Being A Mother Didn’t Hinder Us, It Gave Us A Spark: 2 Moms Who Founded The Mumum Co.
- IWB Post
- November 15, 2018
“‘Kar paogi tum dono yeh sab?’ We were often asked such questions and always, always that tone of doubt that whether we will be able to keep afloat this dream we are so passionate about while nursing our children. Well, it has been 10 months since we started, and we are yet to be proven wrong.”
That was Farah Nathani Menzies as I heard Shreya Lamba laughing in the background at Farah’s conviction. Well, it’s time for the introduction of these lovely ladies – meet Farah and Shreya, founders of the yummy, tasty and above all healthy snack brand for babies, The Mumum Co. which they founded in September 2017.
Shreya had been working as a consultant with A.T. Kearney, the global management consulting firm, for over a decade. So, after her daughter’s birth in 2014, she transitioned to a part-time role at A.T. Kearney for two years.
On the other hand, Farah had been a management consultant at Bain & Co (a multinational strategy consultant firm) across London, New York, Madrid, and Delhi offices for nine years, before she went to Harvard Business School for an MBA. Wanting to be close with her family during her first pregnancy, she came back to India, where she worked with Godrej for six years which gave her a lucrative part-time opportunity in Strategy & HR.
“I was always inclined towards having a balanced, natural life for myself in every aspect and that included food as well, and I thought, “Why don’t I have it for my child also?”. I also co-founded The Mommy Network (2012) with Kiran Amlani and Tejal Bajla, where I promote healthy eating and better nutrition for mothers. I met Farah one and a half years ago or so at a party and you should have seen how quickly our thoughts resonated,” said Shreya, “Being a mother didn’t hinder me, it gave me a spark.”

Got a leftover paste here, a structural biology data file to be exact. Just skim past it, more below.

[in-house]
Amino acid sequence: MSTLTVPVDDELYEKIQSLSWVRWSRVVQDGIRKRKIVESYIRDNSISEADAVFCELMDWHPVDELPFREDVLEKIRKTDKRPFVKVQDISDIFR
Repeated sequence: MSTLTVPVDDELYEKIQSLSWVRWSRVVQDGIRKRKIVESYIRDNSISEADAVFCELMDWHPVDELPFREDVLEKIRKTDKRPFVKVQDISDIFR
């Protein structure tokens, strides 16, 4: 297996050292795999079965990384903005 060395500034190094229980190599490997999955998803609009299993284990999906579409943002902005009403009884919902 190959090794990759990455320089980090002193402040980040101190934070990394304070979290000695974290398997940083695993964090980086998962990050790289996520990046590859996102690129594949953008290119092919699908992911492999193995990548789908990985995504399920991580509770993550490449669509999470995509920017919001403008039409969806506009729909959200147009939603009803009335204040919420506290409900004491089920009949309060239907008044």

In an engaging conversation that went on for one hour, I learned from them what it means to rally on even when people say you should quit, the real struggle that goes behind creating some super tasty and healthy snacks for kids and why the name ‘Mumum Co.’ (why indeed?)
It must have felt like a match made in heaven, meeting Shreya, right?
Farah: Oh, yes! It was a struggle we both faced as mothers – making sure that the snacks our kids have were both tasty and healthy. There was no ‘no-preservative’ alternative available. When we met, this topic came up and we both got excited about the idea. In fact, we launched out of Shreya’s living room as our office, though we have established a separate office now.
And, how did the name Mumum Co. come into being?
Farah: You see, my younger daughter Alena would literally run around the house chanting ‘Mum-um, mum-um,’ and also in India a child utters ‘mumum’ for food and water. Another reason was that two ‘Mums’ run this company, can there be a more apt name?
Hmm. That is apt. So, being brand new entrepreneurs, what were the challenges you had to counter?
Shreya: To me, the very difficult thing was to make the actual snack itself. We simplify snacks to such an extent that whatever you see on the front of the box (the picture) is the equivalent of the ingredients in the product. When we entered this market, half the snacks out there that seem tasty are so because of all synthetic flavors added to them.
So, we vowed that whatever we make should be of such quality which we can put not only in the markets but in our homes as well. But making sure that such simple recipes without any added recipes remain stable is tough, thus all are snacks are a single serving. We aren’t open to adding even the smallest amount of preservatives like processed sugar or any artificial flavor to make our product more desirable. If we can’t do it naturally, then we won’t do it.